Trill Ikat Gathered Neck Top

CAD 290.00 CAD 140.00
Dark Denim
Size: XS

Hand dyed and hand woven ikat - an age-old technique of patterning cloth. Made by master weavers in Southern India who precisely tie and carefully hand dye the cotton yarns prior to weaving. Gently A-line cut with gathers into the front of the neck and a tie at the back. Slightly swingy in the body. Split side seams. Each Trill Ikat Gathered Neck Top will be made to order. Making this garment to demand will ensure that the artisans are able to efficiently weave the correct amount of fabric and reduce any wastage.


Machine wash. 100% cotton.
Made in India.
An age-old and complex technique of patterning cloth, whereby the pattern is pre-determined by tie-dyeing the yarn prior to weaving. The characteristic haziness of the pattern that emerges is a pleasing result of this hand process.
Read more about the Making of Ikat.

Size & Fit

Length for size M is 55.5cm. Easy fit.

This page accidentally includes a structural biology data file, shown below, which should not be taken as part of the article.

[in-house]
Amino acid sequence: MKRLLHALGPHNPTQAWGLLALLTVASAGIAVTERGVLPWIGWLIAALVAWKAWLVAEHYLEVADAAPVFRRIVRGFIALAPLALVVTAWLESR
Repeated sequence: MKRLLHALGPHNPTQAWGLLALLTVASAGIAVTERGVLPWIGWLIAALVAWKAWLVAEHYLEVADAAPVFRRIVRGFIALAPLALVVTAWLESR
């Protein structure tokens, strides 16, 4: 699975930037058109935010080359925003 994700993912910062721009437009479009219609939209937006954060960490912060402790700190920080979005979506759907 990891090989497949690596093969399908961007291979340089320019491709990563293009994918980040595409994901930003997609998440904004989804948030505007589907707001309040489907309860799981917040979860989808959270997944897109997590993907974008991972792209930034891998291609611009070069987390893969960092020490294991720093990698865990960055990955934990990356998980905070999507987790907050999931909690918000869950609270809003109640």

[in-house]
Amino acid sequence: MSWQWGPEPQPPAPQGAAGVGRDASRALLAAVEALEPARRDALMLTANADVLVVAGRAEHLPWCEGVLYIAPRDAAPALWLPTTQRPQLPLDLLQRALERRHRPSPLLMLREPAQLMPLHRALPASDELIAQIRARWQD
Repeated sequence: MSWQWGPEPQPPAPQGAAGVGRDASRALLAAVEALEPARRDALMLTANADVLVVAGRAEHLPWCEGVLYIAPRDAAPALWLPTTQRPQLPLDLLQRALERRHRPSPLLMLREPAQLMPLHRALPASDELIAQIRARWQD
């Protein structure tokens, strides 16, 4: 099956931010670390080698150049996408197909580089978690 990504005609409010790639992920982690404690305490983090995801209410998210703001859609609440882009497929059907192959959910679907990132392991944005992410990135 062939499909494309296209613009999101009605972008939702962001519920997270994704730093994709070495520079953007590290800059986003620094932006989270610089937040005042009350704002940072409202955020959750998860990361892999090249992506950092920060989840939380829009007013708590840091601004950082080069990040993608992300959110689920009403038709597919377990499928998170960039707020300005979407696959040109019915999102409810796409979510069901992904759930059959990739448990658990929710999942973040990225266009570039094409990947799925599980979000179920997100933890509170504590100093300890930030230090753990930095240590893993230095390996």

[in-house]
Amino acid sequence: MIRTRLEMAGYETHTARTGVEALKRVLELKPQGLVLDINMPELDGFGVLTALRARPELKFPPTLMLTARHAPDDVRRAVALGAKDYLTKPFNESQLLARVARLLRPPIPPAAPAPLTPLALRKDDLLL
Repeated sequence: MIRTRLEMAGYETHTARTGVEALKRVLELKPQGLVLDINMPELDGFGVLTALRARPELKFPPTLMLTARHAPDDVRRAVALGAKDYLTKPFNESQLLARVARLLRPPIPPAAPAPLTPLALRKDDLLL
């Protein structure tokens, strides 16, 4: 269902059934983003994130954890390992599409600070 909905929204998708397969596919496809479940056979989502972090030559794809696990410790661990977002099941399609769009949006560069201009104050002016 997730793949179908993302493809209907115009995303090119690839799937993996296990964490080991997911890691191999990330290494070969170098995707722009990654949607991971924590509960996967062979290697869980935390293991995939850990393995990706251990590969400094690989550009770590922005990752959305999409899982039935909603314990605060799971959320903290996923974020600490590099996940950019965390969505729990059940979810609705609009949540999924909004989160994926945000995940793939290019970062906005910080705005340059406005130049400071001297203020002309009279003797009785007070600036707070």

Delivery & Returns


Cotton Care Guide

Cotton is a versatile, comfortable and breathable fabric and is easy to look after. At TOAST, we love cotton for its ability to take dye and retain bright colours and intricate prints.

Obtained from the fibres surrounding the soft seed pods of the cotton plant, cotton is a natural and biodegradable fibre that has been used since antiquity. The fibres are cleaned and spun into threads before being made into a variety of fabrics, from denim and corduroy to poplin and twills.

How to wash

Cotton can be washed at 30 degrees in the machine with similar colours. Try to wash your cotton less frequently to maintain the shape, colour, and quality of your garment.

How to dry & store

Reshape your garment whilst damp by holding the side seams together and shaking. Cotton is best dried flat or hanging to prevent the need for ironing. If an item requires ironing, then it is best to do so whilst slightly damp or using the steam setting.

Hang your cotton clothes away from direct sunlight to prevent fading.


Ikat is an age-old technique of patterning cloth. The word itself derives from the Malay-Indonesian ‘mengikat’, meaning to tie or bind.

The making of the pattern consists in the precise tying and dying of the threads before weaving. It’s a process demanding skill, patience, organisation and precision yet its beauty, antithetically, lies in the impossibility of perfect execution and the consequent hazy, slightly blurred edges of the motifs.

Read More